During the last Florida legislative session, two bills, House Bill 369 and Senate Bill 148, were introduced proposing that a constitutional referendum go on the November ballot. The amendment would add a year to the time period a homeowner would have to transfer certain accumulated benefits to get a property value assessment cap on their new residence. Here is more on the status of the bills and the potential changes to this Florida property exemption.
Save Our Homes
In Florida, the Save Our Homes benefit was created by an amendment to the Florida constitution and limits the growth of tax assessments on homestead exempted properties to three percent a year. Save Our Homes also allows homeowners to carry the reduction in their assessment, up to $500,000, from one home to another through something called portability. However, under current Florida law, a homeowner must have “received a homestead exemption as of Jan. 1 of either of the two immediately preceding years” to transfer his or her Save Our Homes benefits from one home to the next. If a property is acquired after the established two-year timeframe, homestead will not be established, and the portability will be lost.
Problems with the portability of the homestead exemption can arise when a homeowner is waiting for a property to be ready and an unexpected problem arises. For example, one family reportedly encountered an issue after selling their home in 2013 while waiting for their new home to be built. When their builder took longer than expected, the family pitched a tent in the new home’s yard in an attempt to establish residency and homestead before the portability date expired. The local tax assessor did not believe camping was enough to establish homestead and portability was denied. As a result, the taxes on their new home ended up being approximately $5,200 per year. Some contend that homestead is not uniformly defined or applied and that the exemption would have been granted in another county. The family continues to challenge the result in Florida’s courts, but so far have been unsuccessful.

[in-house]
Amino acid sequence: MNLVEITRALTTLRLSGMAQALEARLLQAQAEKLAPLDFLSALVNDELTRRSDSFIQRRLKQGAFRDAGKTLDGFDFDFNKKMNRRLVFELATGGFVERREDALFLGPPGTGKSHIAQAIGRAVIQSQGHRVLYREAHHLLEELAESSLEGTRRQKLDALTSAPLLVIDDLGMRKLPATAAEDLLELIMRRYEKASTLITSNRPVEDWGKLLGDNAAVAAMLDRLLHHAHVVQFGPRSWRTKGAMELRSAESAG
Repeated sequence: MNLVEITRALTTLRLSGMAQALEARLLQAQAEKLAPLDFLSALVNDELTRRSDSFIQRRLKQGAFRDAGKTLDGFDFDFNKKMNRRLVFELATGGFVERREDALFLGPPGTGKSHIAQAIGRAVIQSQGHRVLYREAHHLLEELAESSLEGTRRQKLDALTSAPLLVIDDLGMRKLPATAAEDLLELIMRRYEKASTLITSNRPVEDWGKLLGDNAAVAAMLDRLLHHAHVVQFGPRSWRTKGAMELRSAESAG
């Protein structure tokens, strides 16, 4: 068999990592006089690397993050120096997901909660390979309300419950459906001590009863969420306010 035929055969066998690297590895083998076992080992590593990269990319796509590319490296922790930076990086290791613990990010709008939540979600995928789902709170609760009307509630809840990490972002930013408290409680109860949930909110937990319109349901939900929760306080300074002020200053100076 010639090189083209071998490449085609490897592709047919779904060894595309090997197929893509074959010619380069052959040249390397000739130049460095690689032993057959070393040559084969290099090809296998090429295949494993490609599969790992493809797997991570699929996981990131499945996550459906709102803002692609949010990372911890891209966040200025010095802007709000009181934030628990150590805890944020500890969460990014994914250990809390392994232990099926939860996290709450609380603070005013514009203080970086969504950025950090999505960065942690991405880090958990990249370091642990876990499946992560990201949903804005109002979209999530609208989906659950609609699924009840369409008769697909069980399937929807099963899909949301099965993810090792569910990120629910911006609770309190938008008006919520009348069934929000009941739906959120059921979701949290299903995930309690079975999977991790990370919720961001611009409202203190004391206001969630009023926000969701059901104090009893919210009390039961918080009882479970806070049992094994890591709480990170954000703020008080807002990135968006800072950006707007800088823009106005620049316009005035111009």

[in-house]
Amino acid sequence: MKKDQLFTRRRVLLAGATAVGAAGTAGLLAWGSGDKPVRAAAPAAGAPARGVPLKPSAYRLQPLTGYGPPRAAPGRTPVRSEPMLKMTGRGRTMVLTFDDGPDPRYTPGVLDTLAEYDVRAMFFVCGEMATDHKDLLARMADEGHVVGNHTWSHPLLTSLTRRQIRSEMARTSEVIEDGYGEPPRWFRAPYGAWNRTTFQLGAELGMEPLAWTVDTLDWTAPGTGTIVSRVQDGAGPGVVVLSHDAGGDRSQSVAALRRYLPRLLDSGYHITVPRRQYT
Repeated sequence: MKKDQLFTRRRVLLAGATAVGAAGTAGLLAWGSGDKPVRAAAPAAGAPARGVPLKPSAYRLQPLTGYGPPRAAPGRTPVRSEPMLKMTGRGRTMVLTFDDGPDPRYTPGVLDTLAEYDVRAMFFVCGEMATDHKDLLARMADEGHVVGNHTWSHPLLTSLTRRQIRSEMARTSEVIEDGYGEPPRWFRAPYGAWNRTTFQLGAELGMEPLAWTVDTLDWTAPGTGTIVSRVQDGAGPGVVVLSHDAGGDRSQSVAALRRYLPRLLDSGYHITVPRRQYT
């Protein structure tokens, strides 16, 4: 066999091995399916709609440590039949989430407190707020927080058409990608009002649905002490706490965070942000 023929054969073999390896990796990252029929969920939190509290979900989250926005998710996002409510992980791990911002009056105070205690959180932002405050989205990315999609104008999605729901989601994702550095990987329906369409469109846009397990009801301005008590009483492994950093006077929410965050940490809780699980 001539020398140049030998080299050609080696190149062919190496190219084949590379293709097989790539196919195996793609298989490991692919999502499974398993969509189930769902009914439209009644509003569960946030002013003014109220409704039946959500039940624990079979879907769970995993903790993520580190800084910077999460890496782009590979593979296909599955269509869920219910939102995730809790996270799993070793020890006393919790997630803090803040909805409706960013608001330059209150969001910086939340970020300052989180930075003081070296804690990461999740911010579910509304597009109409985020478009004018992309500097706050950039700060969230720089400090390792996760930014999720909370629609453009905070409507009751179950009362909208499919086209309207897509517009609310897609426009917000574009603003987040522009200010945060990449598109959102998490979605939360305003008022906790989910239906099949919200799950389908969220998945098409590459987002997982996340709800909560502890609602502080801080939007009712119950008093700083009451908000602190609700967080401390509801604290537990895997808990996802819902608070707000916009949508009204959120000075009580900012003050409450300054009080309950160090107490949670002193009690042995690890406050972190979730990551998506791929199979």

Florida Sen. Jeff Brandes, R-St. Petersburg, and Rep. Rick Roth, R-West Palm Beach proposed the bills necessary to allow citizens to vote on a constitutional amendment that would extend the period to transfer the Save Our Homes homestead benefit to three years. The proposed laws received the necessary legislative support to be added to the ballot in November. If 60 percent of Florida voters approve the amendment at a statewide referendum on Nov. 3, it will pass and take effect on January 1, 2021.
At Rabideau Klein, Guy Rabideau, Esq. and David E. Klein, Esq. are Florida Board-Certified Real Estate Attorneys with experience assisting clients with their residential real estate matters in the Town of Palm Beach. We have the expertise and local knowledge you need to evaluate and protect your interest during your Palm Beach County real estate transaction. Contact Rabideau Klein today to discuss your legal real estate needs.